October 13, 2006 | David F. Coppedge

Stem Cells: Hurry Up and Wait

When will embryonic stem cells produce cures for Parkinson’s disease, multiple sclerosis, paralysis and other maladies these wonder-cells were promised to bring?  Be prepared to wait.  If predictions of leading proponents are accurate, and if California is to be a world leader in stem cell research and clinical trials, even Christopher Reeve would have died long before any lab could have provided hope.  Constance Holden wrote in Science this week:1

Last week, the California Institute for Regenerative Medicine (CIRM) unveiled a draft of its “strategic plan” for the next 10 years.  The 149-page blueprint offers timelines for initiatives from basic research to public outreach and warns that no therapies using human embryonic stem (ES) cells are likely for at least a decade.

In Current Biology,2 Michael Gross reported on the hope vs hype in stem cell technologies.  Companies are promising therapies to families of desperate patients without proper disclosure, without adequate testing, and without proper precautions against contamination.  Legal loopholes in international trade tempt companies to engage in the lucrative business.  Ethical infractions have occurred both in the ES stem cell trade and in those from umbilical cord blood.
    Gross blurred the distinction between embryonic (ES) cells and those from cord blood and adult tissues.  For all the faults of some adult stem cell vendors, adult stem cells do not cross ethical barriers many consider crucial to the argument.  Gross agreed that verifiable cures are years away, though he ended with a story of a company named Geron in Menlo Park ready to undergo clinical trials next year for a spinal cord treatment.  He did not mention if the treatment uses adult or embryonic stem cells.  The Geron website shows them involved in embryonic stem cell research.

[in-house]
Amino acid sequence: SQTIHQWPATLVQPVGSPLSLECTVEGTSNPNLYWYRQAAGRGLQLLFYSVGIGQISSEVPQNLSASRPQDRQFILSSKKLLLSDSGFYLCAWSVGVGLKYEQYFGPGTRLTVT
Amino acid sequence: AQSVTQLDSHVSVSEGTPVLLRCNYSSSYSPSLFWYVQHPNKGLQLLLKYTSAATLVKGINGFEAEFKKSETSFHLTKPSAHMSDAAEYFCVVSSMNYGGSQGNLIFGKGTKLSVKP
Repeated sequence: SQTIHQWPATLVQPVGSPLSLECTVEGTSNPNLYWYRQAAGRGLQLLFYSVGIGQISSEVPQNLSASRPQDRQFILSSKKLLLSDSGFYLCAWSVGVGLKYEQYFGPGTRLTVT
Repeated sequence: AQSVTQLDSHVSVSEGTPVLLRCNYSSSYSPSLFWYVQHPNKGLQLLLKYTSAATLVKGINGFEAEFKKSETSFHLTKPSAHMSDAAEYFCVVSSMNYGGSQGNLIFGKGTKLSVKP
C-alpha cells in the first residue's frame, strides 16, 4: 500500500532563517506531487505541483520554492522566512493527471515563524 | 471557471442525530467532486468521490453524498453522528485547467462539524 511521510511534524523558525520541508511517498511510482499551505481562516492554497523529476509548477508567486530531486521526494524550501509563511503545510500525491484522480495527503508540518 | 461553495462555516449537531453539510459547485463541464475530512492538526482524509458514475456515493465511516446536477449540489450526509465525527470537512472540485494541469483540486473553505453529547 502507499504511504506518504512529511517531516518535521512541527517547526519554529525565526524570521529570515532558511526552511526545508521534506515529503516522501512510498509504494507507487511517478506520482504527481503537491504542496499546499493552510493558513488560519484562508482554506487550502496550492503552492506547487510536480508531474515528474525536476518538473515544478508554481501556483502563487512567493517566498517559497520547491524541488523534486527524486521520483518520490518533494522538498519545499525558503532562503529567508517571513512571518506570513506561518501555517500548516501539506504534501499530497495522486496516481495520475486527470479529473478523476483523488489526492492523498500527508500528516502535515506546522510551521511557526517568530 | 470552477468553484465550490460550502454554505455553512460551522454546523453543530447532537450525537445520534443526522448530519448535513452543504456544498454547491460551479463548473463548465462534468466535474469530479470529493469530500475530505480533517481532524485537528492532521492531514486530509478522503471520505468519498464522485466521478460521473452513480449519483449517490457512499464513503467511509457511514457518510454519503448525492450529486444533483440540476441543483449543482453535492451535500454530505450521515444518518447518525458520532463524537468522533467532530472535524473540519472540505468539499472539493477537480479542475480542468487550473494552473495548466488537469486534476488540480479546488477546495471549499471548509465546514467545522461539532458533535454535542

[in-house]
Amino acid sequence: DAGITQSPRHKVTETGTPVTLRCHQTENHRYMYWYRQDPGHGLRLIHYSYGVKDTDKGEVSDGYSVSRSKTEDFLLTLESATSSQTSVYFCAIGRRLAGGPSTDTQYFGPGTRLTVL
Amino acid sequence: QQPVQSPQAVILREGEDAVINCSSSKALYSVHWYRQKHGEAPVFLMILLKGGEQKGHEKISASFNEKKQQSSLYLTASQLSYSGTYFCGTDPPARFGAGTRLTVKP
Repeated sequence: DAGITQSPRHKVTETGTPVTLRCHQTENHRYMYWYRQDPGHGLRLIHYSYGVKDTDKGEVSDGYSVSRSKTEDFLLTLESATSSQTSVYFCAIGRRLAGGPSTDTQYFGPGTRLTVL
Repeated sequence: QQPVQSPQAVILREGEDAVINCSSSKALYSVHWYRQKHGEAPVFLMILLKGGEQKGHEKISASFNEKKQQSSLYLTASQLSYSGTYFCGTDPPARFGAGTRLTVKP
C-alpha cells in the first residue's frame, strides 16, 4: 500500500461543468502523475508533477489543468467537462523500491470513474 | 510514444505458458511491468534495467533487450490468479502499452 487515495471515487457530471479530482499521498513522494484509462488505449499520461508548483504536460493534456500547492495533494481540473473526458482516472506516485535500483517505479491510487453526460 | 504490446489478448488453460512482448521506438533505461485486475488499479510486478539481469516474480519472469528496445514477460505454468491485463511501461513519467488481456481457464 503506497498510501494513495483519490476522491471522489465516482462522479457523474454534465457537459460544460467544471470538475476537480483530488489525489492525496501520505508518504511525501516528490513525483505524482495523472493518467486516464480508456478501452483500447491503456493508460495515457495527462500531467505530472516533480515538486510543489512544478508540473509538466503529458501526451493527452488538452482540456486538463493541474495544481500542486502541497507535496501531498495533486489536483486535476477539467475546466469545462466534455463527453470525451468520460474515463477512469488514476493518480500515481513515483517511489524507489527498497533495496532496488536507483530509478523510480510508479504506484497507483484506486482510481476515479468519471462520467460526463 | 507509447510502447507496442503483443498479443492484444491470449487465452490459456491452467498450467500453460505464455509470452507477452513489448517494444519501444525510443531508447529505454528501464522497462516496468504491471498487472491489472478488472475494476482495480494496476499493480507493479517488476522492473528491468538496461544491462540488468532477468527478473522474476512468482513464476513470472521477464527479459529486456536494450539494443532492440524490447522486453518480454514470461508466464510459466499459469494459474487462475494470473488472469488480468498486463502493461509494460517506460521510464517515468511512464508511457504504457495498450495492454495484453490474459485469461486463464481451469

Michael Foust criticized the broken promises of stem cell advocates in his article for Baptist Press.  He quoted C. Ben Mitchell, Director of the Center for Bioethics and Human Dignity in suburban Chicago.  “The embryonic stem cell hype has been running far ahead of the research from the beginning,” Dr. Mitchell said.  “The cheerleaders for embryonic stem cell research have created the unrest among Californians themselves.  They have created expectations that may never be met.”
    Californians will have to fork over the money anyway.  Constance Holden noted that there is “hot competition for the first round of 45 grants: UCSF alone may submit as many as 41 applications.”  Labs should be eager to spend money for which there is no performance clause.  Foust wrote, “The fact that the institute is not promising cures within 10 years doesn’t sit well with many Californians who had hoped to see cures in the short-term.”  That’s just for the Californians who are paying attention enough to know about the CIRM plan – or who even remember what they voted for two years ago.


1Constance Holden, “California Stem-Cell Institute Unveils 10-Year Plan,” Science, 13 October 2006: Vol. 314. no. 5797, p. 237, DOI: 10.1126/science.314.5797.237b.
2Michael Gross, “Stem cell selling,” Current Biology, Volume 16, Issue 19, 10 October 2006, pages R818-R819, doi:10.1016/j.cub.2006.09.008.

Californians, already burdened by bonded indebtedness to the gills of their grandchildren, nevertheless voted in Nov. 2004 to fund $3 billion in bonds for stem cell research.  They were probably thinking on shorter time scales.  The ads in favor of Proposition 71 promised miracle cures and played on the heartstrings of voters, using stories of the afflicted as if stem cells were just within the reach of a chain of dollar bills.  What did you expect?  Scientists whose evolutionary ethics that see no problem with killing a human embryo shouldn’t have any qualms about lying to voters, too.  Whatever works: that’s natural election.

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